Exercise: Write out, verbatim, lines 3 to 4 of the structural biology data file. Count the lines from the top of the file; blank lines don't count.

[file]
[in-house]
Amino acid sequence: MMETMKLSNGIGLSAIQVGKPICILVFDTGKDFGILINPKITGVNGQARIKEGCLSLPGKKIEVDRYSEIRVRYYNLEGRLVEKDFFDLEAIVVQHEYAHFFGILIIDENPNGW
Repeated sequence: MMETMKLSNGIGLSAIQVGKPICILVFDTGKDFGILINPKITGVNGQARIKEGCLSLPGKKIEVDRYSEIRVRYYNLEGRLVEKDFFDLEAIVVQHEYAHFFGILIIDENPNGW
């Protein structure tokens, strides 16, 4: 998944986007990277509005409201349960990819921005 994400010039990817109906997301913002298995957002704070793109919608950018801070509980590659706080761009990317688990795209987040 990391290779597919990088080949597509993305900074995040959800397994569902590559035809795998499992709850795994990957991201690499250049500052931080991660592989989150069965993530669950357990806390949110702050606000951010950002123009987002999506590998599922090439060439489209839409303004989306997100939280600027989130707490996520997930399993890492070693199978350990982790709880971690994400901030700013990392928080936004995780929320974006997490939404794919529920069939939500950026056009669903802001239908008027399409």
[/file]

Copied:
Repeated sequence: MMETMKLSNGIGLSAIQVGKPICILVFDTGKDFGILINPKITGVNGQARIKEGCLSLPGKKIEVDRYSEIRVRYYNLEGRLVEKDFFDLEAIVVQHEYAHFFGILIIDENPNGW
């Protein structure tokens, strides 16, 4: 998944986007990277509005409201349960990819921005 994400010039990817109906997301913002298995957002704070793109919608950018801070509980590659706080761009990317688990795209987040 990391290779597919990088080949597509993305900074995040959800397994569902590559035809795998499992709850795994990957991201690499250049500052931080991660592989989150069965993530669950357990806390949110702050606000951010950002123009987002999506590998599922090439060439489209839409303004989306997100939280600027989130707490996520997930399993890492070693199978350990982790709880971690994400901030700013990392928080936004995780929320974006997490939404794919529920069939939500950026056009669903802001239908008027399409």